Annie Moore is first introduced in the play by a quartet of sorts: a scene, an interview in the present with her parents, John and Barbara, talking about and thus bringing to life, first the eldest daughter, Carolyn and finally Annie, both of whom died in Jonestown. Barbara pulls one letter from a box of letters from her children. In it, young Annie explains why she is joining Peoples Temple. She describes what drew her in: “their church is socialist in the real sense, the kind of society Jesus was talking about.” She speaks of the interracial aspect – which would be a huge selling point for me – and even alludes to the fact that her parents think it’s a real weirdo church and that she herself admits that it’s pretty weird and that Becky, her sister, to whom the letter is written will “probably think that I am brainwashed and stuff.” She actually acknowledges others potential fears from the start. There is talk of the healing powers of Jim Jones, talk which continues in other letters: miraculous cancer healings, legs growing, blindness cured. I found this level of blind faith and trust that she exuded from the first moment ridiculous, idiotic and naïve. Even if I had been seduced by the social and political aspects, the recovery and rehabilitation of the lawless and the integration of the church family, I would have fled the moment a cancer was pulled out of a person and shown to the congregation. Why did she stay? Why did she believe this crazy stuff and not question that level of madness?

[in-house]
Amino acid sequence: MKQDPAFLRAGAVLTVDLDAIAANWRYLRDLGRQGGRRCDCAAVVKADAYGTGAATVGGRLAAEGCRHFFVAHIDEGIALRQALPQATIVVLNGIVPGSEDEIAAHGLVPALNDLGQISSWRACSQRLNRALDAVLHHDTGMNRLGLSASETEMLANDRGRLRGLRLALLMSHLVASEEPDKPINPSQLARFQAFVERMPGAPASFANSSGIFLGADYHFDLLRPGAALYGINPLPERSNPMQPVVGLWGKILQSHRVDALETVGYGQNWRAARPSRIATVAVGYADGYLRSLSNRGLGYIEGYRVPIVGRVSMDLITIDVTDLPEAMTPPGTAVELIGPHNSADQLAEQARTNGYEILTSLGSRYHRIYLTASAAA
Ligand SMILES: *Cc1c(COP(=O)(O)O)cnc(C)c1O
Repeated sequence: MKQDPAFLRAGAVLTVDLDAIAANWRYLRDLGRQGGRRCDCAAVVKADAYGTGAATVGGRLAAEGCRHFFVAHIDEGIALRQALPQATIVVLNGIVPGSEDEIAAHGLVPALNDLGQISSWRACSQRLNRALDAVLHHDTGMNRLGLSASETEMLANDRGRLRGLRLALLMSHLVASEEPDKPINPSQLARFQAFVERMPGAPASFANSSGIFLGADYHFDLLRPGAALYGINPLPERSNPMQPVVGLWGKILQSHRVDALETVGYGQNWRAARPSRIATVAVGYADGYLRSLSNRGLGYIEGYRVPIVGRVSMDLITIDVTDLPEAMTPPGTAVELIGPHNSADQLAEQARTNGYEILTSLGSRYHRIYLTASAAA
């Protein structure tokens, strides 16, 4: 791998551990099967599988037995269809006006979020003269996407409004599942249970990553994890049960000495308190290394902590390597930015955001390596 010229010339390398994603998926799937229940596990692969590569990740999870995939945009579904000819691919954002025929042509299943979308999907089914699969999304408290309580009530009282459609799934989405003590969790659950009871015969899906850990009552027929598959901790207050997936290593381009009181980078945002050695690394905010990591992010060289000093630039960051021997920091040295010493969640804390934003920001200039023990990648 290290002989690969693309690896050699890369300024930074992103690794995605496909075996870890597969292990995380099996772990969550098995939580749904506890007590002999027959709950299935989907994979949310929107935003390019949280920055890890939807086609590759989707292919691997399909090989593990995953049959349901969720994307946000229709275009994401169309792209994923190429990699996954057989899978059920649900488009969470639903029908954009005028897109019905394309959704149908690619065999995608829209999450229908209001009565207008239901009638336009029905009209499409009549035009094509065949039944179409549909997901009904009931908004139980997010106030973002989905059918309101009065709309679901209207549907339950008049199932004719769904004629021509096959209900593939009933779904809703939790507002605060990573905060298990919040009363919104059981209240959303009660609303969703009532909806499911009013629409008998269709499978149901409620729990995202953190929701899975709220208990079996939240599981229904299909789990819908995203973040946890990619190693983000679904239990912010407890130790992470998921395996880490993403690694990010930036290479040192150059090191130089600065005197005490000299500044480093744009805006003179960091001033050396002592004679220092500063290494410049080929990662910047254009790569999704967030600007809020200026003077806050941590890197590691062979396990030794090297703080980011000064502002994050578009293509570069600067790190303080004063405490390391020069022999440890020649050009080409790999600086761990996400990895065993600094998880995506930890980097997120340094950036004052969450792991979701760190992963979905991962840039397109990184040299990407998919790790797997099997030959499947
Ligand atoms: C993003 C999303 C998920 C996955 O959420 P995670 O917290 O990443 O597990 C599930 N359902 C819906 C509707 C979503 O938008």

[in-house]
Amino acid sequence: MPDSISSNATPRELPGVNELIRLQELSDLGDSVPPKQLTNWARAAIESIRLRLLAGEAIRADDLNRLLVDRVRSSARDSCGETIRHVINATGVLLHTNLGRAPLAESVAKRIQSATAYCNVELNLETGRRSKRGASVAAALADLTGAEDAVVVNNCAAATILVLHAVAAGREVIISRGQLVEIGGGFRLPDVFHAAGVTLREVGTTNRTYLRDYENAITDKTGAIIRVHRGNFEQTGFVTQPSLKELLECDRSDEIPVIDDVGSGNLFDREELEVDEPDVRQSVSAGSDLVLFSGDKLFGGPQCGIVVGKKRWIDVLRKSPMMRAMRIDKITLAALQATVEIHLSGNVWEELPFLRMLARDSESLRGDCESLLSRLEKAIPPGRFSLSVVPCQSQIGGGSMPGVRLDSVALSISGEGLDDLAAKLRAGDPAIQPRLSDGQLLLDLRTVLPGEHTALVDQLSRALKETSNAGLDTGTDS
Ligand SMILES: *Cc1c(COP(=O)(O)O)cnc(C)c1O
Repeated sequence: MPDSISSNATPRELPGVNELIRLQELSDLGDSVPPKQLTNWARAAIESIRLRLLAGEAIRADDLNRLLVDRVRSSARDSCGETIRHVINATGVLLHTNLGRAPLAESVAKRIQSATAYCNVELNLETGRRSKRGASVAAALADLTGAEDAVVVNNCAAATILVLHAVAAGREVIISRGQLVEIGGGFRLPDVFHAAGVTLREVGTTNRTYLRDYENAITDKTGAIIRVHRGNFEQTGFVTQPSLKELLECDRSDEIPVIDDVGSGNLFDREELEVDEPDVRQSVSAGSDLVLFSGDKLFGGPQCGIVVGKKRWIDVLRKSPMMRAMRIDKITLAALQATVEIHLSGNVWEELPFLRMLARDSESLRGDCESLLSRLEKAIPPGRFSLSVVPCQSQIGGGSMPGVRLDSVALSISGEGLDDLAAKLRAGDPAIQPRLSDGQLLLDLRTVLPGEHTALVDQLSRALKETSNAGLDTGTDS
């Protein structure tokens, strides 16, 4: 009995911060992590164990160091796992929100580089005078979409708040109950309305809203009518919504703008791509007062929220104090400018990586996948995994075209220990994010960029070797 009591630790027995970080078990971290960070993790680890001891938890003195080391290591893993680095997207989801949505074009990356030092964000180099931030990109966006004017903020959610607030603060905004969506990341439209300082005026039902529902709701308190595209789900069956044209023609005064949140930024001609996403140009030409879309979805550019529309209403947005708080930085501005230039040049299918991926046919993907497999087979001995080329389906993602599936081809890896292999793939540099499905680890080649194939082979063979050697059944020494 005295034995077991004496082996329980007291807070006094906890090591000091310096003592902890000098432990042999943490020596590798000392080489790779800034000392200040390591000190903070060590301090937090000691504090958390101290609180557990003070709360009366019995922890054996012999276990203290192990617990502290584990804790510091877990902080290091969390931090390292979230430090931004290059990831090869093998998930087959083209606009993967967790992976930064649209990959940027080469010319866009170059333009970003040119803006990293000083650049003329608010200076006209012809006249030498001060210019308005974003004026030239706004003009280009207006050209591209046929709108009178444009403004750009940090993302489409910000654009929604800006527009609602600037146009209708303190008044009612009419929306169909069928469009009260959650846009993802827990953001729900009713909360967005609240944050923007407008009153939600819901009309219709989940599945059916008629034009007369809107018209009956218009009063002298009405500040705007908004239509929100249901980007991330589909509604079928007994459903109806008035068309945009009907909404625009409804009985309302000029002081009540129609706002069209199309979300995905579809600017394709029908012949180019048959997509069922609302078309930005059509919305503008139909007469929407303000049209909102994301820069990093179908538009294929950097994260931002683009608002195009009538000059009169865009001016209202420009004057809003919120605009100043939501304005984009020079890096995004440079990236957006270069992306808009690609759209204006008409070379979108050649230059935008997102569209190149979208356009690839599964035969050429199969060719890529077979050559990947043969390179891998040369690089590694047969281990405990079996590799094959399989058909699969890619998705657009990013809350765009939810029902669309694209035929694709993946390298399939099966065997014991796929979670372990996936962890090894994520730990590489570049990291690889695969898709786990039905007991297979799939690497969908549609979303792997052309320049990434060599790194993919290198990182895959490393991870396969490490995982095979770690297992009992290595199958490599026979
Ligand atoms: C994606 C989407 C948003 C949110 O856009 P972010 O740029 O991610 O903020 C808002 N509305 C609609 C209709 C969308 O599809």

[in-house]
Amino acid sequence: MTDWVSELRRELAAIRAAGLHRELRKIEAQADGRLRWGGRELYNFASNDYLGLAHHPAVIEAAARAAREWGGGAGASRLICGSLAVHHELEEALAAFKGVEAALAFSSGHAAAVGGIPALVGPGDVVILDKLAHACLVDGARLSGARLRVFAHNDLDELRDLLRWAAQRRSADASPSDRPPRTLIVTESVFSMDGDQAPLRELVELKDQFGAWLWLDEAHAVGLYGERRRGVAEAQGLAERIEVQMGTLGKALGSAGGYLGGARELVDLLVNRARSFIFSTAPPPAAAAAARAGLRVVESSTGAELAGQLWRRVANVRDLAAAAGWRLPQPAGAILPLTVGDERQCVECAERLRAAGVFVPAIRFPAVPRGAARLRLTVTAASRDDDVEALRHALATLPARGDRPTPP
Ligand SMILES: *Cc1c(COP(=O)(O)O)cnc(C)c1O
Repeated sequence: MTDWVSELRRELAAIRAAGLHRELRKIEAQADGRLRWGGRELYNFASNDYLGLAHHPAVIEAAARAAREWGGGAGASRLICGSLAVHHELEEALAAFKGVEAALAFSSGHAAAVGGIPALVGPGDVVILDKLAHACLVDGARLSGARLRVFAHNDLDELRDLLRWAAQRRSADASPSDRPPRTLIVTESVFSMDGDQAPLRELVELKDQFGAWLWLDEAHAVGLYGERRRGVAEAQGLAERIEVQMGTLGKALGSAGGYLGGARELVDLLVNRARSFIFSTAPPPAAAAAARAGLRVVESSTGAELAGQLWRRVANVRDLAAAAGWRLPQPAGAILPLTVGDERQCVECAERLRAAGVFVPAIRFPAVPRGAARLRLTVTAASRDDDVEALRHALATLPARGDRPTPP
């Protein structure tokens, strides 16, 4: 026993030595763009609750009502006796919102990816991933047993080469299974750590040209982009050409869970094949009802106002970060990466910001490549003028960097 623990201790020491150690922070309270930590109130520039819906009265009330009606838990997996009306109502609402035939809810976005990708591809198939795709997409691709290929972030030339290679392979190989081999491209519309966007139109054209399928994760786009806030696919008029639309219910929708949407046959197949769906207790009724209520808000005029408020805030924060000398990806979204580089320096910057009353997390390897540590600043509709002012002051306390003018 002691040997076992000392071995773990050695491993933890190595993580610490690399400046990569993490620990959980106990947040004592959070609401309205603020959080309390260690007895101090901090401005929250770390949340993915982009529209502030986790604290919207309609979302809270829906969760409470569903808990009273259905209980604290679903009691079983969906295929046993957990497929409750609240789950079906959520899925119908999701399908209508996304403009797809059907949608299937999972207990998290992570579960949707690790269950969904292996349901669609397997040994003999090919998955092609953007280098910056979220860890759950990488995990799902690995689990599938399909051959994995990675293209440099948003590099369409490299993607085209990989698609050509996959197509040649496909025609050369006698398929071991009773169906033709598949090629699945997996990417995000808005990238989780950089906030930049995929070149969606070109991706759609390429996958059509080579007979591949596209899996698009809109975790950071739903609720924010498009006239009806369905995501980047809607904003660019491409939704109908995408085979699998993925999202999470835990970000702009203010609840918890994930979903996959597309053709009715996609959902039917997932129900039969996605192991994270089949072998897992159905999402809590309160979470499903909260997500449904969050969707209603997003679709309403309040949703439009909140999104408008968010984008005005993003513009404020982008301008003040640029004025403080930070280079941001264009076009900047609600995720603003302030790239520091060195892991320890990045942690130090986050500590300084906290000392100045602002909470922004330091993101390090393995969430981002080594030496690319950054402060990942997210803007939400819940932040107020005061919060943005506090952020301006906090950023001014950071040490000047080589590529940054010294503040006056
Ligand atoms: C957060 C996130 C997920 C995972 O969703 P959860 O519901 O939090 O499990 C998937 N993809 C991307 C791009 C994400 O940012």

One of the difficulties in doing this work was trying to let go of my judgments. In order to portray a character, I must embrace them and attempt non-judgment but I frankly had many judgments of Annie. I judged most harshly those adults who had no voice to defend themselves, those who died fiercely tied to their loyalties and beliefs of Jones and the community, those who didn’t have 25 years of reflection and hindsight to diminish their fervor and grapple with their losses. But this is a play of unanswerable questions, and I had many. No one – not even they – could explain to me why they stayed, in spite of the overwhelming evidence and sound reasons for departure from Jonestown.